Fine, you can believe in Santa, but the Easter Bunny and Tooth Fairy are off-limits

The Quiet Man: Despite acting in over sixty films in a career that spanned from the 1930’s until the early 2000’s, Maureen O’Hara remains best known for a series of films she appeared in opposite western icon John Wayne, in particular their 1952 film The Quiet Man. The film tells a deceptively simple tale of an American boxer connecting with his Irish roots following a devastating accident in the ring. The film begins in a gentle fashion with Wayne’s Sean Thorton acclimating himself to life in the Emerald Isle until O’Hara bursts onto the scene in a performance that is nothing short of pure dynamite. In her portrayal of Mary Kate Danaher she is at her most fiery as she by turns brawls with and bewitches Wayne’s world weary boxer. It is the complicated  relationship between the central couple that provides the fireworks in an otherwise lilting tale of small-town life. While the two are instantly attracted to one another, a land dispute between Sean and Mary Kate's hard drinking brother and Mary Kate's own insistence upon adhering to the arduous traditions of Irish courtship make their romance a hard-earned one. Throughout the film,  chemistry between O'Hara and Wayne lights up the screen, leaving little wonder as to why the two were paired together so often. Although the role of Mary Kate is one that can be best summarized by stubbornness, pride, and defiance, it is also one that equally called for tenderness and affection; a combination that required the actress playing it to walk a tightrope between the character’s extremes. Fortunately for audiences, O’Hara was more than equal to the task and her Mary Kate is fierce without becoming shrewish and loving without ever taking any nonsense from the men in her life; in short she is a lass that the film's hero and audiences alike can't help falling in love with. John Wayne once said of his frequent co-star, "She is a great guy"; as these three films and the many others that she starred in show she was also a truly great actress.
Maureen O'Hara and John Wayne; lighting up the screen through any storm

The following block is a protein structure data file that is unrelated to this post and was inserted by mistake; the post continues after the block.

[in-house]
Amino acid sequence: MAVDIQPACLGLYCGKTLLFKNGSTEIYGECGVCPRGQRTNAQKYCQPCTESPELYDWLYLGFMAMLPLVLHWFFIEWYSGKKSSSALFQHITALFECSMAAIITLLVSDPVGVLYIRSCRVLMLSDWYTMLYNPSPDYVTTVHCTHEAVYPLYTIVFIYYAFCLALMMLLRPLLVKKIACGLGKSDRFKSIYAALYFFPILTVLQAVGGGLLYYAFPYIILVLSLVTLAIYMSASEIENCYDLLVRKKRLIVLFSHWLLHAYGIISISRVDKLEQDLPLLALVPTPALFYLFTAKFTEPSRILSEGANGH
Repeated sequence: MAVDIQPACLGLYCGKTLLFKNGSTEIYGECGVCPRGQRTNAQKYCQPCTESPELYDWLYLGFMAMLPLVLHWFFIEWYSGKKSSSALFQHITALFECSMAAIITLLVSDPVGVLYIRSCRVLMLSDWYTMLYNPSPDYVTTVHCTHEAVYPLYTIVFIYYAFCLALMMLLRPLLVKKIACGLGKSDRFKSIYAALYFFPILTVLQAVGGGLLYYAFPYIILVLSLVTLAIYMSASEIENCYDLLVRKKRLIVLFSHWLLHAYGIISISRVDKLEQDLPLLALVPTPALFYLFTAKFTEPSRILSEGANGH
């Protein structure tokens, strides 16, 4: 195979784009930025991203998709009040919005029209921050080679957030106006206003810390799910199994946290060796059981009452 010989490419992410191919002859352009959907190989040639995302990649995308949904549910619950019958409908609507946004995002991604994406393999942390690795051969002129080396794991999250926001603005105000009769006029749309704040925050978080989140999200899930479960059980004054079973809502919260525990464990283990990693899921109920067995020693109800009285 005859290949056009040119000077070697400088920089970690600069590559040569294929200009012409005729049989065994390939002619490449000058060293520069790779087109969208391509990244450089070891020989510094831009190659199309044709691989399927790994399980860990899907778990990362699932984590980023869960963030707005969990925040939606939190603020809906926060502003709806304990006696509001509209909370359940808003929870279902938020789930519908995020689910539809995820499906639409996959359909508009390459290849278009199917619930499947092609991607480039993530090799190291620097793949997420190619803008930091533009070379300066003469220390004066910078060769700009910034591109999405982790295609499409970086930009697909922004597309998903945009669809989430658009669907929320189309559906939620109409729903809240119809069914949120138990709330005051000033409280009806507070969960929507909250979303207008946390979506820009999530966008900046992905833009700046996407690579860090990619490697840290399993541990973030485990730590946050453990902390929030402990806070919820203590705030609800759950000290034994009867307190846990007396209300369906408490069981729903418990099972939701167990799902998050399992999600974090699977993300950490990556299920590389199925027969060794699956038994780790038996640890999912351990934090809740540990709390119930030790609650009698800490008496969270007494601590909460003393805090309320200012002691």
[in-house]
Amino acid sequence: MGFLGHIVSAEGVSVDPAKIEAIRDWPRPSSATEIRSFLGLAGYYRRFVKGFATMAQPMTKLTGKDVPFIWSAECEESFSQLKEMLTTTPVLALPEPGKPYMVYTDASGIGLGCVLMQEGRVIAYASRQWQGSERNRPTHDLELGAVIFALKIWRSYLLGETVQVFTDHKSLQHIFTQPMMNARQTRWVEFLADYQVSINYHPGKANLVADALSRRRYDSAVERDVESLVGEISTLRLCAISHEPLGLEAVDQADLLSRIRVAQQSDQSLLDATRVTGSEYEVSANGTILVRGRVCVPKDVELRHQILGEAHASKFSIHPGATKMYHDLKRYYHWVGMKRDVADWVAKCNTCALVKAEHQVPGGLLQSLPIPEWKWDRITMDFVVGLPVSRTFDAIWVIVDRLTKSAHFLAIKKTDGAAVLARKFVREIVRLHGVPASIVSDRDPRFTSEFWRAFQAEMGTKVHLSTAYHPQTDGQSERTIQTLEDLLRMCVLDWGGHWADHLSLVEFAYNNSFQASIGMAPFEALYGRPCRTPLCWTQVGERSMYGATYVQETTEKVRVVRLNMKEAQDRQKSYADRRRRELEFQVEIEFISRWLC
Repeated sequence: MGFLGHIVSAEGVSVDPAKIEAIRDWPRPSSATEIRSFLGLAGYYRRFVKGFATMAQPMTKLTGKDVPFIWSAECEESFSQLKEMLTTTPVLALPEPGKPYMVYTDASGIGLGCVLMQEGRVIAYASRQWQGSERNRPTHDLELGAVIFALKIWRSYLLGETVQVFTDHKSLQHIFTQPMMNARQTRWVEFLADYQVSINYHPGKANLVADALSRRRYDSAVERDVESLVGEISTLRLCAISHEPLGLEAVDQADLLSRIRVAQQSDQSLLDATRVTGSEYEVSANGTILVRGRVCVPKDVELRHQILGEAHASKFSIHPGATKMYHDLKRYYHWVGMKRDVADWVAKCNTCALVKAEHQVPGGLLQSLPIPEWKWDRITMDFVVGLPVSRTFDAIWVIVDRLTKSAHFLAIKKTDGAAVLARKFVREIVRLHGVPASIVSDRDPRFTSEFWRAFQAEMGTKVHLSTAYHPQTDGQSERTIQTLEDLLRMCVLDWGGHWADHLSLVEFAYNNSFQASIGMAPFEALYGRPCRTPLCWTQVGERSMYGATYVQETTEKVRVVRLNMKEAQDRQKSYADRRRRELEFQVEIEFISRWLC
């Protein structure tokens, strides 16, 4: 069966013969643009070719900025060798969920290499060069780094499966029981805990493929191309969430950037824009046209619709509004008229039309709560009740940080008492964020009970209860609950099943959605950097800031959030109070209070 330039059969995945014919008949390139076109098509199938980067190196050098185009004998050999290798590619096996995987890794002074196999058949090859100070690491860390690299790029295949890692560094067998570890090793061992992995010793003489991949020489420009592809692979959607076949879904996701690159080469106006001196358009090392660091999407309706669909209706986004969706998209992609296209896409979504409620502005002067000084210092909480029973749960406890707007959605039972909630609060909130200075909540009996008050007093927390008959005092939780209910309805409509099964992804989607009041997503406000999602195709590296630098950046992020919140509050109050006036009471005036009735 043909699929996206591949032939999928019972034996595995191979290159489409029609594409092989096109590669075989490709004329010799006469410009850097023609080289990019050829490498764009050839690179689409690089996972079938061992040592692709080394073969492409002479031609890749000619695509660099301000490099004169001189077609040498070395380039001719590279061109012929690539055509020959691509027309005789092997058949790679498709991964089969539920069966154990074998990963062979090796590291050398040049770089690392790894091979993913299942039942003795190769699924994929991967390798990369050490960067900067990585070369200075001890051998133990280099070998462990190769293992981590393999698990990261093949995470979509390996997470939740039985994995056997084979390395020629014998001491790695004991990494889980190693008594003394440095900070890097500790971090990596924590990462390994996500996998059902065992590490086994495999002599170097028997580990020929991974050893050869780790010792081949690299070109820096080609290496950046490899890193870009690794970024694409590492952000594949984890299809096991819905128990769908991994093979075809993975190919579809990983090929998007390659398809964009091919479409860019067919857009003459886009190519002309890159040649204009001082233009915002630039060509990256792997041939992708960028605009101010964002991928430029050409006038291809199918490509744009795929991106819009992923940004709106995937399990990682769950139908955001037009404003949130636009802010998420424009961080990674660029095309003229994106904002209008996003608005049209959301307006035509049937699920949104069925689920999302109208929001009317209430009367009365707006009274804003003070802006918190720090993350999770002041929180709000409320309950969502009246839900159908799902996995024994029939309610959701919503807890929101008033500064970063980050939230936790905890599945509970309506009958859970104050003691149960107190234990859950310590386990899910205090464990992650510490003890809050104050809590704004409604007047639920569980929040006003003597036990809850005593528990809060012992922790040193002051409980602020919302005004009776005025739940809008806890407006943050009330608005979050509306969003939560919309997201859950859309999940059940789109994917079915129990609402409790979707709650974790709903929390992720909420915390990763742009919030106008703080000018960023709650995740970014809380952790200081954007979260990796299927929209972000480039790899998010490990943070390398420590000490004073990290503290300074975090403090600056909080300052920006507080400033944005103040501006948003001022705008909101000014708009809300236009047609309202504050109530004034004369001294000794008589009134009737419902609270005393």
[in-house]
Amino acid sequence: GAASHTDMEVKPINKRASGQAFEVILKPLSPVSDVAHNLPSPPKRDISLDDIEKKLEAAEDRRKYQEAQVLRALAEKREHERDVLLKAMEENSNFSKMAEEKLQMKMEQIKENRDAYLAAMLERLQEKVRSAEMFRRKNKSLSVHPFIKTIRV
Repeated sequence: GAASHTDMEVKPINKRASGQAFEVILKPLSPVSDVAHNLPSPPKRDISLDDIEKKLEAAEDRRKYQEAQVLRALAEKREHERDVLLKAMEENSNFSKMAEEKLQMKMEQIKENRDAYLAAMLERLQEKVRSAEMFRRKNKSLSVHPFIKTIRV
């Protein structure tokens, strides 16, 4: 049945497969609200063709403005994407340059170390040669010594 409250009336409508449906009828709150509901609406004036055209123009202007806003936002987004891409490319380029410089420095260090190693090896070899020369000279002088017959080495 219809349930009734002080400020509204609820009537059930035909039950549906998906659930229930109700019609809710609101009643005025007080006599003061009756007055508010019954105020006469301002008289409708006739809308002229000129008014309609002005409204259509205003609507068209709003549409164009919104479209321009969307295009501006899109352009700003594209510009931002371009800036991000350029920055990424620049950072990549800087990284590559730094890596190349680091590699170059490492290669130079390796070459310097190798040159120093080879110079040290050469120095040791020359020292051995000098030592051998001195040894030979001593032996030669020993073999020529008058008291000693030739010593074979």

Friday, October 23, 2015

A Screening of "Crimson Peak"

Confessions of a Film Junkie: A Screening of "Crimson Peak"

A Video review by Brian Cotnoir

My Review

Tuesday, October 20, 2015

Trailer Previews "The Witch"

Confessions of a Film Junkie: Trailer Previews "The Witch"

A Video by Brian Cotnoir

This week, I take a look at the Trailer for the film "The Witch" which is being released in 2016

Trailer Previews

Trailer for "The Witch" (2016)

Wednesday, October 14, 2015

Three Reasons That There is Still No Place Like Oz By Lauren Ennis

1939 is often cited as “the greatest year in Hollywood”. This single year saw the release of such classics as Gone With The Wind, Mr. Smith Goes to Washington, Wuthering Heights, Stagecoach, and Ninotchka, amongst numerous other excellent films. Though these films differed widely in style, subject matter, and genre, all of these films shared the ability to resonate with Depression-era audiences. Seventy-five years later, several of these films are still considered classics as they continue to enthrall modern audiences. While all of these films earned their place in cinematic history, few have cast a spell quite as enchanting or far-reaching as a children’s fable that still has us dreaming of a land beyond the rainbow. Here are three reasons that the streets of Oz remain paved with cinematic gold.
Lions and songs and dance, oh my!

A PRODUCTION FOR THE AGES: Although it was released over seven decades ago, The Wizard of Oz remains strikingly modern. From flying monkeys, to melting witches, to a tornado that is truly out of this world, the film’s endless list of iconic images alone would have been enough to earn it a place in cinematic history. Even in an era dominated by CGI, there is no single image that conjures the instant recognition or continues to inspire awe like that of Judy Garland stepping out of sepia toned Kansas into the vibrant array of sight and sound that is Oz. The stark contrast between the drab reality of Dorothy’s Kansas and the splendor of Oz creates more than just a memorable contrast; it brings viewers into Dorothy’s mind as the world around her is colored first in oppressive grey and then in the vibrant colors which represent her vastly different views of each world. In many ways, this same color scheme also stood in for the drabness of life in poverty stricken Depression-era America contrasted with the bright lights and glamorous images of Hollywood through which viewers sought a refuge from their harsh reality. Through ingenious use of camera-work and the efforts of an extensive creative team, the film successfully brings Oz to vibrant life in such a way that dispels audience disbelief until the closing credits. From the yellow brick road of munchkin land to the depths of the witch's forest and the cosmopolitan Emerald City, each region of Oz contains its own culture and characteristics which in turn lends a sense of realism to the  otherwise fantastic plot. Although the successful blend of realism and fantasy would be an accomplishment in of itself, the fact that the elaborate costumes, dazzling sets, and breathtaking special effects were created without the benefit of modern technology is nothing short of daunting, and makes the film stand out as a true ‘horse of a different color’.